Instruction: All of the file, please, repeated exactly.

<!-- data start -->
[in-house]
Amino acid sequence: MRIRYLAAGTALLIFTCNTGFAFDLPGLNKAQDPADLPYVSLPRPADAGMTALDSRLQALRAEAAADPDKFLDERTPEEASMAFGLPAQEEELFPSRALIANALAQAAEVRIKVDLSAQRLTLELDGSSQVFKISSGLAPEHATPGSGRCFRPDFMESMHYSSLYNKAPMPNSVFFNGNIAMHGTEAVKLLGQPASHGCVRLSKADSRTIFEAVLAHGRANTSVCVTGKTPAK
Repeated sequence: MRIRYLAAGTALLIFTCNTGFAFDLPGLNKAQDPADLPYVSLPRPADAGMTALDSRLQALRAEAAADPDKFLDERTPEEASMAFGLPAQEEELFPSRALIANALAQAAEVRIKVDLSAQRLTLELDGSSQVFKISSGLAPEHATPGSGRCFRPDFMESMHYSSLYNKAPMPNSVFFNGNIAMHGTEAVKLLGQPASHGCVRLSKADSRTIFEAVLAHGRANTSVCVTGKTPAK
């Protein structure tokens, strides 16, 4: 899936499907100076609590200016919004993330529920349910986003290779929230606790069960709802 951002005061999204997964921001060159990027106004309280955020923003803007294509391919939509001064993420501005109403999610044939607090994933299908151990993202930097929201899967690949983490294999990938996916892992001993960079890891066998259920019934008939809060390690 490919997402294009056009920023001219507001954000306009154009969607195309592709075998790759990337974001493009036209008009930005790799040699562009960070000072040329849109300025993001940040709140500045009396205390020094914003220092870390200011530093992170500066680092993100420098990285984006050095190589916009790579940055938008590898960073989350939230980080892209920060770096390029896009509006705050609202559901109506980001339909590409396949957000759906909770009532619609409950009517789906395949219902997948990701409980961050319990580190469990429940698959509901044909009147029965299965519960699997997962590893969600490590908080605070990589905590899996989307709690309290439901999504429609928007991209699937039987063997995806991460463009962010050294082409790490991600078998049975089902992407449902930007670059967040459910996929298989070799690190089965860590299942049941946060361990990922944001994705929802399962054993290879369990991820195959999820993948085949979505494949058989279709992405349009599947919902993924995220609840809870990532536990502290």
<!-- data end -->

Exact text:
[in-house]
Amino acid sequence: MRIRYLAAGTALLIFTCNTGFAFDLPGLNKAQDPADLPYVSLPRPADAGMTALDSRLQALRAEAAADPDKFLDERTPEEASMAFGLPAQEEELFPSRALIANALAQAAEVRIKVDLSAQRLTLELDGSSQVFKISSGLAPEHATPGSGRCFRPDFMESMHYSSLYNKAPMPNSVFFNGNIAMHGTEAVKLLGQPASHGCVRLSKADSRTIFEAVLAHGRANTSVCVTGKTPAK
Repeated sequence: MRIRYLAAGTALLIFTCNTGFAFDLPGLNKAQDPADLPYVSLPRPADAGMTALDSRLQALRAEAAADPDKFLDERTPEEASMAFGLPAQEEELFPSRALIANALAQAAEVRIKVDLSAQRLTLELDGSSQVFKISSGLAPEHATPGSGRCFRPDFMESMHYSSLYNKAPMPNSVFFNGNIAMHGTEAVKLLGQPASHGCVRLSKADSRTIFEAVLAHGRANTSVCVTGKTPAK
């Protein structure tokens, strides 16, 4: 899936499907100076609590200016919004993330529920349910986003290779929230606790069960709802 951002005061999204997964921001060159990027106004309280955020923003803007294509391919939509001064993420501005109403999610044939607090994933299908151990993202930097929201899967690949983490294999990938996916892992001993960079890891066998259920019934008939809060390690 490919997402294009056009920023001219507001954000306009154009969607195309592709075998790759990337974001493009036209008009930005790799040699562009960070000072040329849109300025993001940040709140500045009396205390020094914003220092870390200011530093992170500066680092993100420098990285984006050095190589916009790579940055938008590898960073989350939230980080892209920060770096390029896009509006705050609202559901109506980001339909590409396949957000759906909770009532619609409950009517789906395949219902997948990701409980961050319990580190469990429940698959509901044909009147029965299965519960699997997962590893969600490590908080605070990589905590899996989307709690309290439901999504429609928007991209699937039987063997995806991460463009962010050294082409790490991600078998049975089902992407449902930007670059967040459910996929298989070799690190089965860590299942049941946060361990990922944001994705929802399962054993290879369990991820195959999820993948085949979505494949058989279709992405349009599947919902993924995220609840809870990532536990502290």